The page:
- 1871 First tramcars that were pulled by horses started running between Azapkapı-Galata, Aksaray-Yedikule, Aksaray-Topkapı ve Eminönü-Aksaray on the European side. Following years tramcars started in Salonica, Damascus, Baghdad, İzmir and Konya.
- 1912 Balkan War started and the army bought the horses. Istanbul was left without tramcars for more than a year.
- 1914 Electrically operated tramcars put into service.
- 1939 The company was bought by the state.
- 1961 Tramcars stopped on the European side.
- 1966 Tramcars stopped on the Asian side.
- 1990 A nostalgic tramcar were put in service between Tünel and Taksim.
- 1992 Tramline started to run between Sirkeci, Aksaray and Topkapı.
- 1994 Tramline started to run between Topkapı and Zeytinburnu.
- 1996 Tramline started to run between Zeytinburnu and Kabataş.
The füniküler links other transport such as Zeytinburnu – Kabataş tram and the Kabataş ferry docks to Taksim as well as to the Taksim – Hacıosman metro. You can take sea buses and ferries from Kabataş to Kadıköy, Üsküdar and the Princes’ Islands. You can also take buses from Kabataş to Mecidiyeköy and the Bosphrorus. The tram here can take you from Kabataş to Eminönü and Aksaray. You can use your Akbil, special discount cards or purchase tokens for these services.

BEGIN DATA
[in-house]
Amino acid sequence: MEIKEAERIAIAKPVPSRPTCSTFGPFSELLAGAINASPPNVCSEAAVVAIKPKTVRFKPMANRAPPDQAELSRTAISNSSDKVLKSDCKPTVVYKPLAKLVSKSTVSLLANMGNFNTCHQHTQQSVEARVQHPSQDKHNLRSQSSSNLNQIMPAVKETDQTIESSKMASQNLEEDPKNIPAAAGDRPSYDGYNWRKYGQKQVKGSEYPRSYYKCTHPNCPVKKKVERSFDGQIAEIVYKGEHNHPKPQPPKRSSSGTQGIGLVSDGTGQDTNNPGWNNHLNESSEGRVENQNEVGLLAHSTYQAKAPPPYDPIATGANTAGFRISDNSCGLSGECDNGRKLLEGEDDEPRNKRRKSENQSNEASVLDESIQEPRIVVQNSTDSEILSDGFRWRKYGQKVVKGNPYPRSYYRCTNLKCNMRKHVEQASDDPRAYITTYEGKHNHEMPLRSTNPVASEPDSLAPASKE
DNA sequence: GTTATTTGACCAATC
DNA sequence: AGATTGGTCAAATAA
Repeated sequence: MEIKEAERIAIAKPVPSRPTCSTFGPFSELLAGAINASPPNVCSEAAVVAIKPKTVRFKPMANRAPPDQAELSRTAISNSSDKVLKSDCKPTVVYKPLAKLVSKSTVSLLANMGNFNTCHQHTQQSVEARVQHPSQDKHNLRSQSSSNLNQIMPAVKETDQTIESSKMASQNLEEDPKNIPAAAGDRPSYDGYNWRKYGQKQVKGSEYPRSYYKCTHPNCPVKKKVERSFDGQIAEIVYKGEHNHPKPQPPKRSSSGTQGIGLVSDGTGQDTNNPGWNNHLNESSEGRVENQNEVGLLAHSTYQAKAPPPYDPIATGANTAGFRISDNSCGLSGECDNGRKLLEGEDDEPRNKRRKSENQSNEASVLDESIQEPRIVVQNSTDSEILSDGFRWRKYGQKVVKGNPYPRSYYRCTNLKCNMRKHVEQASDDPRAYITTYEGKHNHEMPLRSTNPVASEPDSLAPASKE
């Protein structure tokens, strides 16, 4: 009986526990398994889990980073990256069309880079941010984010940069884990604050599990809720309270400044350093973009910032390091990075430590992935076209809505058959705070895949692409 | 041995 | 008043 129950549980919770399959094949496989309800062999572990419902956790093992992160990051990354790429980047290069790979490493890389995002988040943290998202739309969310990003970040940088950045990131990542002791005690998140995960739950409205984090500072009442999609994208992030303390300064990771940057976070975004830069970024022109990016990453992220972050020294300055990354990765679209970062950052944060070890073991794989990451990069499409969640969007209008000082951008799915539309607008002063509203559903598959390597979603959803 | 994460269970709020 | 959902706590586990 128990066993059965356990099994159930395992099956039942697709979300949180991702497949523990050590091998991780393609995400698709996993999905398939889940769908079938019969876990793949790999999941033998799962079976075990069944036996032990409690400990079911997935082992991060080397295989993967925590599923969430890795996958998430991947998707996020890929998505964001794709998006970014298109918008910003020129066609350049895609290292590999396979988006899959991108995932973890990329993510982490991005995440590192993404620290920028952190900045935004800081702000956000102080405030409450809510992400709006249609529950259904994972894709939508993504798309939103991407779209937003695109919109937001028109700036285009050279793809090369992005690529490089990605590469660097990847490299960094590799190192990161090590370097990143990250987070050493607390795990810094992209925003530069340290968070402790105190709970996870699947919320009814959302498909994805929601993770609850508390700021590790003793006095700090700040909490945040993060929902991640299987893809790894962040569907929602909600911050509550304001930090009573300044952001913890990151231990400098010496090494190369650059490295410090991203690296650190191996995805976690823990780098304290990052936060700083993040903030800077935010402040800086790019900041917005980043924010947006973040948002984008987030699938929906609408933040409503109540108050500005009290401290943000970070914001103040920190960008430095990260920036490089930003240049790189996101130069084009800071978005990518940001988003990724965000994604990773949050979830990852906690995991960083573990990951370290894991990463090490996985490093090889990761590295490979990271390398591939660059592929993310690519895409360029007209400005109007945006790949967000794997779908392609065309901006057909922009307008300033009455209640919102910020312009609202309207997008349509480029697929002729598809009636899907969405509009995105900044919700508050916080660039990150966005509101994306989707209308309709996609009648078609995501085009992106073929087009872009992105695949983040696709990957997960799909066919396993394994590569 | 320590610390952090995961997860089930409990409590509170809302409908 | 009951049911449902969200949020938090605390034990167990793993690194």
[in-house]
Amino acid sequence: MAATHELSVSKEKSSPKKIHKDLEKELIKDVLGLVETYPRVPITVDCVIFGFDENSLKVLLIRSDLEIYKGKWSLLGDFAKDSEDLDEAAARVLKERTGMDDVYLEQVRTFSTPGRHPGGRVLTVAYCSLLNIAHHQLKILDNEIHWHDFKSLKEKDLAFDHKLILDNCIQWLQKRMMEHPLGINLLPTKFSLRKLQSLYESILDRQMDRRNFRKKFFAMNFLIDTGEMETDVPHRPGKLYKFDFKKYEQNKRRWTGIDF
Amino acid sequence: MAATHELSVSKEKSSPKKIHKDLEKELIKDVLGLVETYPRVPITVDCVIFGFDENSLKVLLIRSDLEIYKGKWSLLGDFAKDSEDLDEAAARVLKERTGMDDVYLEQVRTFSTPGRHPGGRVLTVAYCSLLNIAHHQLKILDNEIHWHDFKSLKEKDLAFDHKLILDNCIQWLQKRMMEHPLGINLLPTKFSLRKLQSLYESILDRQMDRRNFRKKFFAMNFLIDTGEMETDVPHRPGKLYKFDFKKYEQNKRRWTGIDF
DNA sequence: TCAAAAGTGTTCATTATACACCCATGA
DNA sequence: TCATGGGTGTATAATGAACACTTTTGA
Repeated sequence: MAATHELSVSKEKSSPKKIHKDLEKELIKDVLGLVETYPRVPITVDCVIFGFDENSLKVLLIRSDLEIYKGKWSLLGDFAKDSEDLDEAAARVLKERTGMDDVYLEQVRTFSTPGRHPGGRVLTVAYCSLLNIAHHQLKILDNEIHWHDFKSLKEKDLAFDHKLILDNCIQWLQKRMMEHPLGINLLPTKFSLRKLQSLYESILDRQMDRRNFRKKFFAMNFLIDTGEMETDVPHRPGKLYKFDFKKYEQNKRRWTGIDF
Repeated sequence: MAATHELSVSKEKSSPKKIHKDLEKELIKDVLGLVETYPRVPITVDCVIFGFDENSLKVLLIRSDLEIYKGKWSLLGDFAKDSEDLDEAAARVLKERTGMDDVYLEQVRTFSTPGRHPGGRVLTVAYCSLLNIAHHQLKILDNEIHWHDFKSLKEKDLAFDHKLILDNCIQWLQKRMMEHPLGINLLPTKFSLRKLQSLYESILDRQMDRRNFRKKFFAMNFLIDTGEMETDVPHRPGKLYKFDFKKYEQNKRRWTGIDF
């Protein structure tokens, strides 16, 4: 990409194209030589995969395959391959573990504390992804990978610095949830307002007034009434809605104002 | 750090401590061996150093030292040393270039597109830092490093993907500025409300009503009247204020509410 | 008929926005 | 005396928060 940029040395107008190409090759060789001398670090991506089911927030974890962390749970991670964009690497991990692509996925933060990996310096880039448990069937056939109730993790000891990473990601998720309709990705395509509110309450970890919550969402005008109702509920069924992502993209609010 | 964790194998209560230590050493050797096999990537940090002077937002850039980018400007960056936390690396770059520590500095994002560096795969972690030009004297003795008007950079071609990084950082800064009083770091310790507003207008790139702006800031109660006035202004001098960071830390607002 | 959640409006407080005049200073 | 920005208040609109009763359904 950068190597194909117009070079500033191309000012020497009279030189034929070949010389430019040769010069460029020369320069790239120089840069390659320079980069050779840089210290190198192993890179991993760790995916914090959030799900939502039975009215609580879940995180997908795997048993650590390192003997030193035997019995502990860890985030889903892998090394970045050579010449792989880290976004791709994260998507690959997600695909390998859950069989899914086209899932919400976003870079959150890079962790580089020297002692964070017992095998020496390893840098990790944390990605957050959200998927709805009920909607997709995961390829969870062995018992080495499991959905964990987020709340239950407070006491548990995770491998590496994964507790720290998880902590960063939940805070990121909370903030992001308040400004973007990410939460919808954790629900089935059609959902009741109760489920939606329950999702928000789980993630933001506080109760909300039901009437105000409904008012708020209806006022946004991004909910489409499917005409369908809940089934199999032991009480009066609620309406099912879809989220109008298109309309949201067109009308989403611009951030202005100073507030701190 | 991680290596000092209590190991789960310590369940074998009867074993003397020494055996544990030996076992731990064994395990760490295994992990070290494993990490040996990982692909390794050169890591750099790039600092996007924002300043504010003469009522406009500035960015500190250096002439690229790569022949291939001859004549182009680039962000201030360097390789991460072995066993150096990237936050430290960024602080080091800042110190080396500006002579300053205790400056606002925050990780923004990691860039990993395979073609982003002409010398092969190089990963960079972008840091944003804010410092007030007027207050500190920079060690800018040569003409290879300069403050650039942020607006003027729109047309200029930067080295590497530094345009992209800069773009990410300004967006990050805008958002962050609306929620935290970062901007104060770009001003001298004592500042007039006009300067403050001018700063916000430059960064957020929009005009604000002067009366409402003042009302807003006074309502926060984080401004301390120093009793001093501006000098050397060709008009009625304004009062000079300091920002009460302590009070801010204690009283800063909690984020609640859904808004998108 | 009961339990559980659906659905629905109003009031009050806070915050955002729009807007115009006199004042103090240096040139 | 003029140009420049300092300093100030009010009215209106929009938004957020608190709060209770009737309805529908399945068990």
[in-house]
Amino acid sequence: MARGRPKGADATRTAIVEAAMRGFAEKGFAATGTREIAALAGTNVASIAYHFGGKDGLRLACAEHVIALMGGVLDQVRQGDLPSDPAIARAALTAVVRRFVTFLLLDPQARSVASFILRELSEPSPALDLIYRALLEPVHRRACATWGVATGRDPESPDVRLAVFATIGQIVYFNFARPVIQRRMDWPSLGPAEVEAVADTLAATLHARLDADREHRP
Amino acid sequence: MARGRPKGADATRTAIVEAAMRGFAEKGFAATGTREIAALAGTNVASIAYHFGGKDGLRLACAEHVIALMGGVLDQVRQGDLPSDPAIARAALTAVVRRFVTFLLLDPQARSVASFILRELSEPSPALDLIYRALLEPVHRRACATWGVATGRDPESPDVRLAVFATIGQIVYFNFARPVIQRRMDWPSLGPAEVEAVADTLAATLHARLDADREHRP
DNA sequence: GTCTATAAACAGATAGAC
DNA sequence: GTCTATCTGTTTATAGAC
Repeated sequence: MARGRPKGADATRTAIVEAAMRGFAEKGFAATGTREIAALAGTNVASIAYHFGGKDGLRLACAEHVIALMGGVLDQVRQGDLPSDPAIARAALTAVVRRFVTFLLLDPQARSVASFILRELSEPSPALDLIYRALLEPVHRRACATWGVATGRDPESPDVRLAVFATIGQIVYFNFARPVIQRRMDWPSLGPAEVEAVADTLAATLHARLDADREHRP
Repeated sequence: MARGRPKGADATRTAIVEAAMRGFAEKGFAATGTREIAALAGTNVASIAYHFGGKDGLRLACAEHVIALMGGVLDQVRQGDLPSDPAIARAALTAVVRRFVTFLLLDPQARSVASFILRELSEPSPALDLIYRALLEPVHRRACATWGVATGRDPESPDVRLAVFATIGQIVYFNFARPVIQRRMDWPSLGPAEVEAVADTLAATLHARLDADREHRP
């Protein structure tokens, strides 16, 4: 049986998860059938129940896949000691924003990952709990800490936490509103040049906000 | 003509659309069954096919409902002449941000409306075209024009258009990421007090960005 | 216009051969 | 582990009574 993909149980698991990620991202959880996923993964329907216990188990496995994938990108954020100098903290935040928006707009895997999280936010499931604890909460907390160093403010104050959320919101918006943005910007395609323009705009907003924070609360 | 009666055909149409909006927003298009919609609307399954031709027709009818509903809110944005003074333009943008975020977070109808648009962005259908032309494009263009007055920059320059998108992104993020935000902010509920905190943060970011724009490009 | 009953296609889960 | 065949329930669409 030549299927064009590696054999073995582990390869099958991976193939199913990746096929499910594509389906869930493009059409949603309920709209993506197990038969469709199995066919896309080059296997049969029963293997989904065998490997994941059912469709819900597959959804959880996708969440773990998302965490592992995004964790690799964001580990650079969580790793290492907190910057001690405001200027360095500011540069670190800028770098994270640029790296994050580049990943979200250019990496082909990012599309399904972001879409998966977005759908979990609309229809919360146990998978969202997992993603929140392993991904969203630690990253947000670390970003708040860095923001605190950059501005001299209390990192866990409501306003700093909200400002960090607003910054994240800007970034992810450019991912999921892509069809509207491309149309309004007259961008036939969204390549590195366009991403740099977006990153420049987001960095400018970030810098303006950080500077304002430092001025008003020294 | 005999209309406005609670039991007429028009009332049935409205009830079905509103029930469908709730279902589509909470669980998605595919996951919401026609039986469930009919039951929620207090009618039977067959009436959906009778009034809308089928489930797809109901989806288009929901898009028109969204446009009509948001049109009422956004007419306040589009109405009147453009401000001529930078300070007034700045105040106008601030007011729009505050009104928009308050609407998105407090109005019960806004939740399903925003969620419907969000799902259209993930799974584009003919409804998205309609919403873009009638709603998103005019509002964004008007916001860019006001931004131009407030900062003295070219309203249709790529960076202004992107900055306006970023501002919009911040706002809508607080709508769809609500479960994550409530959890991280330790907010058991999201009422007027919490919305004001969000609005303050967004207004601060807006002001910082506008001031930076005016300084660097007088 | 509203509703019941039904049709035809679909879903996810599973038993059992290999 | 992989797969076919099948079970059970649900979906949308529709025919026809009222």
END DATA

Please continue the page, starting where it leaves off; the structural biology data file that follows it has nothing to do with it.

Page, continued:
The ferries in Istanbul proivde travel routes from one side of the Bosphorus to the other or places on the same side of the Bosphorus. The prices for the ferries vary dependent on what service you are using as well as to where you are traveling. History of Istanbul ferries.
Seabus (Deniz Otobüsü)
Seabus service in İstanbul started with two seabuses in 1987 in addition to ferries. Today there are 25 seabuses running in and outside of Istanbul.
Seabus Termianls on the European side: Yenikapı, Bakırköy, Avcılar, Büyükçekmece, Kabataş, İstinye, Sarıyer, Eminönü – Boğaz İskelesi
Seabus Termianls on the European side: Kadıköy, Bostancı, Maltepe, Pendik, Kartal, Beykoz, Burgazada, Kınalıada, Heybeliada, Büyükada
The motorboats are small to medium boats that work very much like the Dolmuş’. They travel short distances such as Kadıköy-Eminönü-Kadıköy, Beşiktas-Üsküdar-Beşiktaş, Karaköy-Üsküdar-Karaköy. Payment is made to the captains assistant after you board.
Car Ferry (Araba Vapuru)